This is why the internet sucks: when I click on the footnote in the Wikipedia article explaining the Beatles interest in making a Lord of the Rings film, the link is dead. The article, which used to be on CNN, is apparently no longer there. It just goes to the CNN homepage. Long live print.
Love the Fab Four, but gotta agree with crotchety old Tolkien on this point.
No doubt would have become a cult classic, they should have parodied it since the old coot wasn’t going along, “The Lord of the Strings” or something, maybe they have to carry a tune all the way to Mount Gloom, who knows?
They kinda did with the Yellow Submarine movie. The Blue Meanies as orcs?
Incidentally, “blue meanies” is what my father used to refer to lighting farts on fire as. Might still. Dunno.
The only time I ever saw that I was under influences myself, all plot lines were lost on me & I never saw it again, I’ll have to check it out. I remember it kind of annoyed me, but it was followed by Salome’s Last Dance which made up for it, for some reason, since I couldn’t follow that story either.
So glad I’m not a teenager anymore.
So the only evidence is that maybe Peter Jackson said so? On a non-existent CNN page?
Pfft. Can we really believe someone who thought Thorin Oakenshield needed an extra nemesis? That Smaug and the legendary greed of Dwarves were insufficient?
I would think an even bigger hindrance to Kubrick’s involvement would be his efforts to make a film about Napoleon. And one of the biggest hindrances to it was the expense of the battle scenes–which would only be made affordable by the advent of CGI.
Interestingly I’m reading a biography of Kubrick at the moment, and if there’s one thing I’ve gotten from it it’s that Kubrick didn’t give a damn what anyone thought. If he wanted to work with The Beatles to make a Lord Of The Rings film he’d have pushed for it regardless of how Tolkien felt.
Or by using Soviet soldiers.
major hindrance to the project’s progression was Tolkien’s opposition to the involvement of the Beatles.
The trick is to do what Peter Jackson did, and wait until Tolkien is dead and THEN defy his wishes and those of his son and family.
Oh great. Then we’d have conspiracy theories about moon landing and whether the ring was in Mt Doom.
I’m still not sure if I should be pissed off at Kubrick or Spielberg for the sappy, tacked-on and completely unnecessary ending of A.I., so I’ll assume it was Spielberg’s idea so I won’t have to think ill of the dead.
Not that the film would have aged well anyway—a central plot point involved the main character going to the big city and spending the last of his limited funds to consult a computer that was basically just a far-less-useful version of the Google search engine by way of the Genie from Aladdin.
Kubrick’s weird endings are an essential part of his style. The “tacked-on, completely unnecessary” bit in 2001 with the astronaut in the weird hotel room is thought of rather fondly, yet it seems like critics of A.I. must have missed that one. (I know, it was an adaption of a story, but still, it was Kubrick’s film - he could have ended the film traditionally if that had been his style.)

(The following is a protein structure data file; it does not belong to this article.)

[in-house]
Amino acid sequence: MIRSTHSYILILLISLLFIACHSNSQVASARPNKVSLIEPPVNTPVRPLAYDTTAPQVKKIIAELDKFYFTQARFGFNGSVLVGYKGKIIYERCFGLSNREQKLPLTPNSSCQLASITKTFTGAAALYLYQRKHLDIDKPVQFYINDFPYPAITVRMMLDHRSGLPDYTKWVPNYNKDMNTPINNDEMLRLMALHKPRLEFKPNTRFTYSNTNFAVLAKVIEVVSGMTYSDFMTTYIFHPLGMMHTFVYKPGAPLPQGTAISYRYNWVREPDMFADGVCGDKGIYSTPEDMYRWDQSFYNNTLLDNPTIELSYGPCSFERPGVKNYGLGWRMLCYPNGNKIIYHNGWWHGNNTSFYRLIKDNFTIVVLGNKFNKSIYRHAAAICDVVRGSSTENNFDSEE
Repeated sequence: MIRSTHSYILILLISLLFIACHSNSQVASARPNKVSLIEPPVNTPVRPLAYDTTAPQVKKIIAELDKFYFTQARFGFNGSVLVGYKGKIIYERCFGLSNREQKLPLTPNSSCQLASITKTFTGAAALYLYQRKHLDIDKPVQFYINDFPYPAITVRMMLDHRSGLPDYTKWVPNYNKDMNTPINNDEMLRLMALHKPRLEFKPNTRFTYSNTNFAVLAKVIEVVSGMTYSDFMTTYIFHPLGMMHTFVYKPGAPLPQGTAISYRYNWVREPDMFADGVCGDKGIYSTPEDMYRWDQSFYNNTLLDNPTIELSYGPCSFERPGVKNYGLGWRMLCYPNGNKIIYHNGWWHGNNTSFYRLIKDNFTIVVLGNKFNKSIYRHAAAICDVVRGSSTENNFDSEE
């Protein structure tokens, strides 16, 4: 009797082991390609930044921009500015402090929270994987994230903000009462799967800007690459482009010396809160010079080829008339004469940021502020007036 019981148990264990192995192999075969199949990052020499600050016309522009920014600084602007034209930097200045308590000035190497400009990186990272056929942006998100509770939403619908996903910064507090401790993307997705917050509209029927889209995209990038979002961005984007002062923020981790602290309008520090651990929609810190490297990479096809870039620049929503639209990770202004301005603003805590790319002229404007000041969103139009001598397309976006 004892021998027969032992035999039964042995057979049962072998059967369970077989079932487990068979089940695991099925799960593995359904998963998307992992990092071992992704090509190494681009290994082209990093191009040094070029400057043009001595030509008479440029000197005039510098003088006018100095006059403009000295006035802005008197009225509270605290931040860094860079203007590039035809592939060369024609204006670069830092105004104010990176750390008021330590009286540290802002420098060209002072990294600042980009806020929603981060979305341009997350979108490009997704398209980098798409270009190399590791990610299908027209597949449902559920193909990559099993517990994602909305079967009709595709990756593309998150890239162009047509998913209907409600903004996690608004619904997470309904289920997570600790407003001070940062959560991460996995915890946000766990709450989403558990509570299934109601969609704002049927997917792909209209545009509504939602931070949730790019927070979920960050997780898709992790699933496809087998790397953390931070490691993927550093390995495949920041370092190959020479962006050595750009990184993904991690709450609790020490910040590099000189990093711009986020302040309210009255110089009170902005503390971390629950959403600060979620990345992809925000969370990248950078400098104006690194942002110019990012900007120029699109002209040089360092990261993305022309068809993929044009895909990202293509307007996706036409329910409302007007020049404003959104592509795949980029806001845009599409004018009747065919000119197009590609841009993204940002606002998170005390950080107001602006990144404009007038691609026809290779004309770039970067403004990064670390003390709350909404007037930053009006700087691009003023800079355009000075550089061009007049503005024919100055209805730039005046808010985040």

Thank you. I am still sick to this day of people blaming Spielberg (who Kubrick originally wanted to direct A.I.) for that ending. I actually enjoyed the ending knowing it was straight from Kubrick’s play book.
I am ready to fund this project immediately. My only stipulation is that the band has to be One Direction or Maroon 5. Oh, and Dave Matthews has to play Gollum. Where do I send my money?
The Ring is in the leg of the Apollo 12 lunar lander, safely out of reach.
The “weird hotel room” bit in 2001 is “thought of rather fondly” by some of us because it follows the film’s logic, and resolves some things. Just as, during Heywood Floyd’s flight to the Moon, we’re taken through the daily human activities of excretion, eating, and sleeping, Bowman goes through all three in the room. And that early striking scene in which the bone thrown into the air becomes a satellite is finally resolved with the glass falling and breaking.
Having said all that I think the challenge of A.I. was coming up with any kind of satisfying ending, regardless of who was directing.
Tolkien opposed the involvement of CNN.
But what would be the point of 2001 without the final scene? The whole point was that Monolith was artificially evolving life on Earth. Hominids to Humans. Humans to whatever the hell Bowman became. That’s why the theme song of the movie was Strauss’ “Also Sprach Zarathustra” which was a tone poem inspired by Nietzsche’s work of the same name where he discussed his theory of the coming Ubermensch.
Long live print.
Then again, imagine the joy of hearing a furry-footed Ringo declaiming, “Po-ta-toes.”